OEM influence in relation to the future of Repair Scans and other procedures

Public news

How many steps do your employees take to do a simple task like disconnecting a battery or operating a diagnostic scan tool on a customer’s vehicle?

You may not be aware that OEMs are including sophisticated diagnostic trouble codes in vehicles that record, and in some cases sends back to the OEM, the procedures of how something as simple as scanning or disconnecting a battery is being done and whether it is in accordance with an OEM’s procedure.

In the instance of using a diagnostic scan tool, repairers need to understand that there could be multiple steps involved in the use of a diagnostic scan tool including:

  • Pre-repair scans
  • Post-repair scans
  • Initialisations
  • Calibrations
  • Relearns
  • Resynchronisations

There could very well be a point in the near future where most, if not all vehicles on the road, record exactly what is being done to a car and send that information back to the OEM in real time. This will be to ensure a customer’s vehicle is providing the features and benefits it was designed to provide, particularly surrounding safety and comfort and if OEM repair methods are being adhered to.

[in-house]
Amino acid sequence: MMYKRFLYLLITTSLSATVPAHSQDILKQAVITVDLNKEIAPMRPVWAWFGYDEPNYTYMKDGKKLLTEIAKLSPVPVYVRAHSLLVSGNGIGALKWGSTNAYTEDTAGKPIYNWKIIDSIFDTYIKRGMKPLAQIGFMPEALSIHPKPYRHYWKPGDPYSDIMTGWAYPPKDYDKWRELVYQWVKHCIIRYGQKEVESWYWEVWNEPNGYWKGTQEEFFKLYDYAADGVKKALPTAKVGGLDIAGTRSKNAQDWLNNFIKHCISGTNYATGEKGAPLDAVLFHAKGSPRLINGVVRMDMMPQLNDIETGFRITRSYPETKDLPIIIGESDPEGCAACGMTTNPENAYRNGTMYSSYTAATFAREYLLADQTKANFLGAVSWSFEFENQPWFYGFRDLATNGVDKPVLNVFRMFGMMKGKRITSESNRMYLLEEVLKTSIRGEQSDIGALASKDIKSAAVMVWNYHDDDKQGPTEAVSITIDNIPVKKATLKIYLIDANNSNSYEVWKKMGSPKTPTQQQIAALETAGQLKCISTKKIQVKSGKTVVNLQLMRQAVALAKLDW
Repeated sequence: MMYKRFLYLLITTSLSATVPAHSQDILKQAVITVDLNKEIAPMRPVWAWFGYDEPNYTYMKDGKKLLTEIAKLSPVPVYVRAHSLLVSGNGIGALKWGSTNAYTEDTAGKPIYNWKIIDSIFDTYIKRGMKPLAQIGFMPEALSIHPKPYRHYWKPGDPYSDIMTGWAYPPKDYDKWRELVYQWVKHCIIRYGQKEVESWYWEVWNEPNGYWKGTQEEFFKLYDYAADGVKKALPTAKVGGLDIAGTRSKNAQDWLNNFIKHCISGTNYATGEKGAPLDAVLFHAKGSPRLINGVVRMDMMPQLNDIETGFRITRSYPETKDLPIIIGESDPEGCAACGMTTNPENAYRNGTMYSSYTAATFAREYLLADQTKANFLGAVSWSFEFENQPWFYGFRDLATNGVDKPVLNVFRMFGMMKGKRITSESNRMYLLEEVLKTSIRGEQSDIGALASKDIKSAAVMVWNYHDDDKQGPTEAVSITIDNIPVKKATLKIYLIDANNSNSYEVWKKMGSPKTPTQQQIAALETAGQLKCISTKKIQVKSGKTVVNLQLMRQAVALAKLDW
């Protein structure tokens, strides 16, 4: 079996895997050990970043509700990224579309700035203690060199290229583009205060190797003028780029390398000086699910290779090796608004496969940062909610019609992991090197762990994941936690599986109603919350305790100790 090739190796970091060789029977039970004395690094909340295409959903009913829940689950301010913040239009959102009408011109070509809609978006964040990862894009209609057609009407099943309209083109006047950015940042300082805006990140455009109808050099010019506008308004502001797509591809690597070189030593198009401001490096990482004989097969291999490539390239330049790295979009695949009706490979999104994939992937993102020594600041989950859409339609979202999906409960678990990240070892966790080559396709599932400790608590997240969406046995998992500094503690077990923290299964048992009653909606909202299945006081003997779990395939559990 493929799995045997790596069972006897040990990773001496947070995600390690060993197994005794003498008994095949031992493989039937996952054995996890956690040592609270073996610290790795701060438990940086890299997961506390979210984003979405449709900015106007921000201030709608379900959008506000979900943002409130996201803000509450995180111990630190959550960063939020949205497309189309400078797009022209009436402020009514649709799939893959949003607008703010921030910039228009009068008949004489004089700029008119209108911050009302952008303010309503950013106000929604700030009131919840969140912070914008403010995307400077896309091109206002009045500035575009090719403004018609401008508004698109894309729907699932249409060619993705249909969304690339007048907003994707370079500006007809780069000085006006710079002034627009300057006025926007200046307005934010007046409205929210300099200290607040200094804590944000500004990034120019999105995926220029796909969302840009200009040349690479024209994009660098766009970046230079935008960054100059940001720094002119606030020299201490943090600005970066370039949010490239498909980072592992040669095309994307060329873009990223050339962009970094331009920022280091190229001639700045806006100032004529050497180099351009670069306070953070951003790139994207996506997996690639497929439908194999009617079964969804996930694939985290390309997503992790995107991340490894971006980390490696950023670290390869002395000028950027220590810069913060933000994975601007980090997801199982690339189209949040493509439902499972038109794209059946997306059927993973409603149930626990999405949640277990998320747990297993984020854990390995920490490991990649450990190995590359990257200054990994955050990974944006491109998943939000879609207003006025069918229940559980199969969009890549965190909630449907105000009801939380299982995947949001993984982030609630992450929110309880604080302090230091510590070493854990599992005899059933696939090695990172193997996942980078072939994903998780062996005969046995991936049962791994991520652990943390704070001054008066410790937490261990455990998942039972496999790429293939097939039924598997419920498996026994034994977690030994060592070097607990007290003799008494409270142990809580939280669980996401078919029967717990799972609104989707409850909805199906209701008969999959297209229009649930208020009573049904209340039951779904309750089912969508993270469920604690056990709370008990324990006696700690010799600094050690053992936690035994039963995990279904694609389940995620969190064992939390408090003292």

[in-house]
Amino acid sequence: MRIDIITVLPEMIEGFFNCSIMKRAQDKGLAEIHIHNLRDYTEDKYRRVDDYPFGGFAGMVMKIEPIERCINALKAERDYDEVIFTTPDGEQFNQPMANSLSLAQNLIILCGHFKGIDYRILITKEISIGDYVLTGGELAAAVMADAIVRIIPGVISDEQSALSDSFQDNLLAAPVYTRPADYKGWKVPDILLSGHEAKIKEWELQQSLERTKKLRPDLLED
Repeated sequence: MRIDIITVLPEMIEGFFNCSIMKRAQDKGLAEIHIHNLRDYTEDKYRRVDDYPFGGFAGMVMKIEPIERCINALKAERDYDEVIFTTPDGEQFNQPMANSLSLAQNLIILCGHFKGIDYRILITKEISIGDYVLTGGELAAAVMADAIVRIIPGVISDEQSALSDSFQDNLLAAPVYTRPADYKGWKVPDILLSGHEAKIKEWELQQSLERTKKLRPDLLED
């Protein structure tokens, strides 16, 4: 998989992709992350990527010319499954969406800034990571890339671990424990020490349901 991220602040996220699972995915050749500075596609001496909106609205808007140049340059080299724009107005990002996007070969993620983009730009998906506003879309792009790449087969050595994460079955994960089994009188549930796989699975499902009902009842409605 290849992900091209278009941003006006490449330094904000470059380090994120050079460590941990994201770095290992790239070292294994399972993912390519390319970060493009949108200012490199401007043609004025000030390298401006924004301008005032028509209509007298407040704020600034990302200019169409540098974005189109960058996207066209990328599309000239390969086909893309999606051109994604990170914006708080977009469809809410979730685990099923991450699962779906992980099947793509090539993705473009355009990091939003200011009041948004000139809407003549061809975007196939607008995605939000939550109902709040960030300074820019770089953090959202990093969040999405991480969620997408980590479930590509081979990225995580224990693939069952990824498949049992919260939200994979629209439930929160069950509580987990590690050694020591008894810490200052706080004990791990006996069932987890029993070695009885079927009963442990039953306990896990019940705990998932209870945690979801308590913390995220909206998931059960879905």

For something as simple as a battery, Nissan has over 10 steps in relation to one vehicle and the procedure includes checks on air-conditioning systems, rear view monitors, engine oil level reads, electric sunroof, and goes on through many other electrical systems before the battery can even be touched.

In the future, if a step is missed in a repair scan or other procedure, it could have ramifications for both you as a repairer and your customer.

Manufacturers have already deployed technology in vehicles where if you are involved in a crash, the OEM will contact you while you are still in the car and contact emergency services for you. This demonstrates the level of technology that is being rolled out, enabling information to already be sent in real time back to the OEM. The video below gives an example of this technology:

What can repairers do stay on top of repair scans and OEM procedures?

Use OEM repair procedures to ensure the systems operate correctly and to ensure that you are meeting your obligations under Australian Consumer Law (ACL), which is about due care and skill, fit for purpose and acceptable quality.

For a list of OEM position statements on pre and post repair scans, click here.

If you have any questions in relation to your obligations under ACL or following OEM repair procedures, click here to contact our Industry Engagement Specialist, Paul Back.